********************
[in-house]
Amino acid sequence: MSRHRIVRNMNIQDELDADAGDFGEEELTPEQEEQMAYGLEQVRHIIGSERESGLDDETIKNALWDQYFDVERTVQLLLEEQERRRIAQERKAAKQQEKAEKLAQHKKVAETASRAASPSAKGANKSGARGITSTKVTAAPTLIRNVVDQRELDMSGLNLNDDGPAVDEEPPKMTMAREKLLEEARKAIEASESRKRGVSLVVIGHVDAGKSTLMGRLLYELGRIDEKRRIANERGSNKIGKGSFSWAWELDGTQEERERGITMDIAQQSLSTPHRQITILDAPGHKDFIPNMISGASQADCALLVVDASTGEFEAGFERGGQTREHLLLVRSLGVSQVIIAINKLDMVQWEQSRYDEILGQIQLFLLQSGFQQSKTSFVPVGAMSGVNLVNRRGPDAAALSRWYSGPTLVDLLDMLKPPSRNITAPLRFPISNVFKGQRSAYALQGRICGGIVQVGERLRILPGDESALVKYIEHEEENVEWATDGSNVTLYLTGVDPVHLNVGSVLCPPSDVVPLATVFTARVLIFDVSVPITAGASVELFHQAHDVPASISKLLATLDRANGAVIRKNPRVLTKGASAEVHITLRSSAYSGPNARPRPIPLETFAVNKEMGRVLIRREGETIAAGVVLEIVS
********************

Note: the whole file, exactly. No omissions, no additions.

[in-house]
Amino acid sequence: MSRHRIVRNMNIQDELDADAGDFGEEELTPEQEEQMAYGLEQVRHIIGSERESGLDDETIKNALWDQYFDVERTVQLLLEEQERRRIAQERKAAKQQEKAEKLAQHKKVAETASRAASPSAKGANKSGARGITSTKVTAAPTLIRNVVDQRELDMSGLNLNDDGPAVDEEPPKMTMAREKLLEEARKAIEASESRKRGVSLVVIGHVDAGKSTLMGRLLYELGRIDEKRRIANERGSNKIGKGSFSWAWELDGTQEERERGITMDIAQQSLSTPHRQITILDAPGHKDFIPNMISGASQADCALLVVDASTGEFEAGFERGGQTREHLLLVRSLGVSQVIIAINKLDMVQWEQSRYDEILGQIQLFLLQSGFQQSKTSFVPVGAMSGVNLVNRRGPDAAALSRWYSGPTLVDLLDMLKPPSRNITAPLRFPISNVFKGQRSAYALQGRICGGIVQVGERLRILPGDESALVKYIEHEEENVEWATDGSNVTLYLTGVDPVHLNVGSVLCPPSDVVPLATVFTARVLIFDVSVPITAGASVELFHQAHDVPASISKLLATLDRANGAVIRKNPRVLTKGASAEVHITLRSSAYSGPNARPRPIPLETFAVNKEMGRVLIRREGETIAAGVVLEIVS